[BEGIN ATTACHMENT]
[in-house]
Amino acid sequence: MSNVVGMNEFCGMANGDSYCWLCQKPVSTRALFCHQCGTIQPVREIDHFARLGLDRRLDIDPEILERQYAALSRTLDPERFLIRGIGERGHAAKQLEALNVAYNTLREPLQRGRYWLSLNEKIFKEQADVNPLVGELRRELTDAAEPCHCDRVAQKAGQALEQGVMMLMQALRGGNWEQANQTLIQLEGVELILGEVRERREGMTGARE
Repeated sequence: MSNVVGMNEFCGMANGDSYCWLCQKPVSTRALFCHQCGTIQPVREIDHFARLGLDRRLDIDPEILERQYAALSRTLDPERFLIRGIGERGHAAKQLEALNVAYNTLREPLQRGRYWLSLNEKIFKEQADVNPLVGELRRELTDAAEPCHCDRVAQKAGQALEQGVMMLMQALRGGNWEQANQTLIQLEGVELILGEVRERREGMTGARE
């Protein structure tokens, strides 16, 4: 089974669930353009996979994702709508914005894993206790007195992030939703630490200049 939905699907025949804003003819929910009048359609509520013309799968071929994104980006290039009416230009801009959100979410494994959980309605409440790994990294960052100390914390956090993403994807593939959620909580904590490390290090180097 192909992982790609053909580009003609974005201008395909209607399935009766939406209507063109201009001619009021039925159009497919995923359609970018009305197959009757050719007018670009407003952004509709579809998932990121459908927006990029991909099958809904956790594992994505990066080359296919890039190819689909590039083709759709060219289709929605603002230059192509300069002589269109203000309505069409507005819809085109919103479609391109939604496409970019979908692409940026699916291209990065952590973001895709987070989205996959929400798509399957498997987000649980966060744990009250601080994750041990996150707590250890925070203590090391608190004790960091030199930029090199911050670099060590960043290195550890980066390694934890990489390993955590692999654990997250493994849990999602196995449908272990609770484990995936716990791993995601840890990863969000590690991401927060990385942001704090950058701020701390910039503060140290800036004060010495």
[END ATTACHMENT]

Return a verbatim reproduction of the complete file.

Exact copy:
[in-house]
Amino acid sequence: MSNVVGMNEFCGMANGDSYCWLCQKPVSTRALFCHQCGTIQPVREIDHFARLGLDRRLDIDPEILERQYAALSRTLDPERFLIRGIGERGHAAKQLEALNVAYNTLREPLQRGRYWLSLNEKIFKEQADVNPLVGELRRELTDAAEPCHCDRVAQKAGQALEQGVMMLMQALRGGNWEQANQTLIQLEGVELILGEVRERREGMTGARE
Repeated sequence: MSNVVGMNEFCGMANGDSYCWLCQKPVSTRALFCHQCGTIQPVREIDHFARLGLDRRLDIDPEILERQYAALSRTLDPERFLIRGIGERGHAAKQLEALNVAYNTLREPLQRGRYWLSLNEKIFKEQADVNPLVGELRRELTDAAEPCHCDRVAQKAGQALEQGVMMLMQALRGGNWEQANQTLIQLEGVELILGEVRERREGMTGARE
């Protein structure tokens, strides 16, 4: 089974669930353009996979994702709508914005894993206790007195992030939703630490200049 939905699907025949804003003819929910009048359609509520013309799968071929994104980006290039009416230009801009959100979410494994959980309605409440790994990294960052100390914390956090993403994807593939959620909580904590490390290090180097 192909992982790609053909580009003609974005201008395909209607399935009766939406209507063109201009001619009021039925159009497919995923359609970018009305197959009757050719007018670009407003952004509709579809998932990121459908927006990029991909099958809904956790594992994505990066080359296919890039190819689909590039083709759709060219289709929605603002230059192509300069002589269109203000309505069409507005819809085109919103479609391109939604496409970019979908692409940026699916291209990065952590973001895709987070989205996959929400798509399957498997987000649980966060744990009250601080994750041990996150707590250890925070203590090391608190004790960091030199930029090199911050670099060590960043290195550890980066390694934890990489390993955590692999654990997250493994849990999602196995449908272990609770484990995936716990791993995601840890990863969000590690991401927060990385942001704090950058701020701390910039503060140290800036004060010495």